Roger Daltrey At The Peabody Opera House, 10/8/11: Review, Photos, Setlist

Categories: Show Reviews

roger-daltrey-plays-tommy-in-st-louis.7336189.jpeg
Photo by Jon Gitchoff
Roger Daltrey
Peabody Opera House
October 8, 2011

Better Than: Any band you've heard since John and Keith were here.

It could have been an expensive disappointment, an awkwardly painful reminder that life moves too fast and people get old and it sucks. But in the thick of it, it was hard to think of disappointment as anything but an abstract concept, something hazy and insubstantial. For almost three hours at the Peabody Opera House, the show was galaxies removed from disappointing. As a wise man in the audience put it, the show was -- all of Tommy plus everything else you'd want -- "fucking phenomenal."

Roger Daltrey, the prototypic frontman who wanted to be onstage because he "got in too many fights in the crowd" wished by the end of the night that everybody leave "with a song in their heart." Daltrey wasn't saving his voice for another day, growling through "Welcome" as Uncle Ernie and savoring the round vowel repetition in "Too-mmy" at the end of "Tommy Can You Hear Me." Ax man Simon Townshend (Pete's little brother, who looks and sounds like a younger version of his famous sibling) may have filled in some of the more challenging parts of the evening. But it was Daltrey, in "1921," who transported the crowd; windmilling his mic like a black-clad rock ninja, swinging it so it wrapped around his body only to land in his hand on just the right beat. He continued to do so throughout the evening, and it was just as awesome and cheer-getting the first time as the last.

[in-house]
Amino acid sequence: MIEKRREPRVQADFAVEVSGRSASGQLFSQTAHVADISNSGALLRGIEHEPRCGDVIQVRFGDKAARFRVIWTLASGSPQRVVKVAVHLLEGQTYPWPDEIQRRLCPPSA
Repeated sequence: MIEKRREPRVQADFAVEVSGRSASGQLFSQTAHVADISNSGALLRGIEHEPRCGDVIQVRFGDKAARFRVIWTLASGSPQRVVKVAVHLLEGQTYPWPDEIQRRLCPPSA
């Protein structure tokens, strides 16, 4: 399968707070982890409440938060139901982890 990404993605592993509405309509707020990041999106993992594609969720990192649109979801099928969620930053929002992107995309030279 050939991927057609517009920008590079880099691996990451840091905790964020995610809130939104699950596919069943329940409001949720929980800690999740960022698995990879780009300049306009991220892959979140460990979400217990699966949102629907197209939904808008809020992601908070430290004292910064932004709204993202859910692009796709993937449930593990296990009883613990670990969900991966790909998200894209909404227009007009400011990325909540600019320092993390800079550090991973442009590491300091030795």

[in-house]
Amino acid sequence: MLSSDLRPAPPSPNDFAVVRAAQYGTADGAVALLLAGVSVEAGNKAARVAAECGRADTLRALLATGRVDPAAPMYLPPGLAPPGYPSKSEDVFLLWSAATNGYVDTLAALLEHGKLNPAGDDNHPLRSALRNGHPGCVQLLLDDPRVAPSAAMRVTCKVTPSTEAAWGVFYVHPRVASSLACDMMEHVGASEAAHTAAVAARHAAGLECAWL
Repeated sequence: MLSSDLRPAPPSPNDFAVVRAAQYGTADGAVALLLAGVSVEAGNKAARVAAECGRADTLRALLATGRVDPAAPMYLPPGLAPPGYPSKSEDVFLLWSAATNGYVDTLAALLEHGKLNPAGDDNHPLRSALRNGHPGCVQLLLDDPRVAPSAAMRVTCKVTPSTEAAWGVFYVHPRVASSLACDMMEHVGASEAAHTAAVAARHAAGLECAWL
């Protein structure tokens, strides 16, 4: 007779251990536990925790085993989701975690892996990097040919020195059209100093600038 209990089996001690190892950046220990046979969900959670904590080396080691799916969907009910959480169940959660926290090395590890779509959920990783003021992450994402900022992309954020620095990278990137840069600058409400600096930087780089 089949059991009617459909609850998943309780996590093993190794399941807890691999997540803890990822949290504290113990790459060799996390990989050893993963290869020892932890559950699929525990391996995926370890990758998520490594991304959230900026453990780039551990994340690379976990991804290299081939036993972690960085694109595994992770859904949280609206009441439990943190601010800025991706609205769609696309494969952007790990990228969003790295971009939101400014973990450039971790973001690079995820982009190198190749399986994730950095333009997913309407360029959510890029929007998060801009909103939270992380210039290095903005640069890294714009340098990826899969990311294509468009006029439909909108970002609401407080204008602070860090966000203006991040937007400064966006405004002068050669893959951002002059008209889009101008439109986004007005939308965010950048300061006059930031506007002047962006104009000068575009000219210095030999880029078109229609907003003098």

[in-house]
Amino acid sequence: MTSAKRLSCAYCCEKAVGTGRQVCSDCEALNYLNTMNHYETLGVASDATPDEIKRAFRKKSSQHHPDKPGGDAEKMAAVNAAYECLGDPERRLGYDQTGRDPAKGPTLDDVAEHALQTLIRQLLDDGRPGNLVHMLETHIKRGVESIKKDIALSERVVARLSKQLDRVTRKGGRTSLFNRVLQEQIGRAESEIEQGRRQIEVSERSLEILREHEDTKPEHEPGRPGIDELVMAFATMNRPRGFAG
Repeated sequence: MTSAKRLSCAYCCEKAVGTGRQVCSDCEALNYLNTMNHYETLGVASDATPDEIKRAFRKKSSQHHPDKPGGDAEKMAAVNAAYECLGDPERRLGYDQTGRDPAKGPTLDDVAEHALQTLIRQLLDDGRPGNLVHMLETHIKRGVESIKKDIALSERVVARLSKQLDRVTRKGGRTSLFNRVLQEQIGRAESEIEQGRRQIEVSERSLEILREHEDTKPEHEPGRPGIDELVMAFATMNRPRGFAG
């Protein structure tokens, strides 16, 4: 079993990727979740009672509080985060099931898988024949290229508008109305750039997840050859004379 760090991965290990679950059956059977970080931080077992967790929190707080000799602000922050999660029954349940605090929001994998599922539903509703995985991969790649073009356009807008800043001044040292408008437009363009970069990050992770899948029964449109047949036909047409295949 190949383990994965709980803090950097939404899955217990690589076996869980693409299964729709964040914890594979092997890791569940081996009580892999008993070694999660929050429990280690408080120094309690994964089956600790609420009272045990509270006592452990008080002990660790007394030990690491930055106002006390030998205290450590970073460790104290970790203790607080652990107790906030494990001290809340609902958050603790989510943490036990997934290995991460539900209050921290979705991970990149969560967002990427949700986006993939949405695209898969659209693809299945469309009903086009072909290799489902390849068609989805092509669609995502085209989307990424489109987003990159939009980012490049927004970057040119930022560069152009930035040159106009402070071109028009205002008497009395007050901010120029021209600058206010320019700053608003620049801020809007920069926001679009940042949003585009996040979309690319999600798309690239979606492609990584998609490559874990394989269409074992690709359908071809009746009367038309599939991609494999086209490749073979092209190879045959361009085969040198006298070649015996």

There were middle-aged men primally free of inhibition, as if the the opening bars of "Pinball Wizard" ping-ponged their very DNA. Smooth-faced people sang along to the words they learned from their parents' repeated listens, or through earbuds and iPods.

Tommy paved the way for glam rock and is widely considered the first, and maybe best example of a rock opera. Composition wise, it bears all the markings of a Who production--machismo guitar, wall to wall riffs, killer slabs of percussion, incandescent harmonies. Storywise, its weirdness is peerless--a young boy goes deaf, dumb and blind, and nothing can cure his psychosomatic schism. Not acid or witch doctors, not molestation by Uncle Ernie, nor being terrorized by Cousin Kevin. Only a smashed mirror and the powers of poxy pinball.

No one can replace the late John Entwistle, or the rapacious style of Keith Moon, or the inimitable and now nearly deaf composer Pete Townshend, but Daltrey has found the only five guys in the world who can do justice to the legacy left by his erstwhile bandmates: guitarist Frank Simes, Loren Gold on synth, Joe Button on bass, Scott Devours behind the kit and a wall of Plexiglas. Simes shredded like the second coming of Stevie Ray Vaughan and volleyed licks back and forth with Townshend. Devours' drum fills on "Amazing Journey" and "My Generation" chandeliered the room. In the second half of the show, the switch to country for a wildly received Johnny Cash medley was flawless.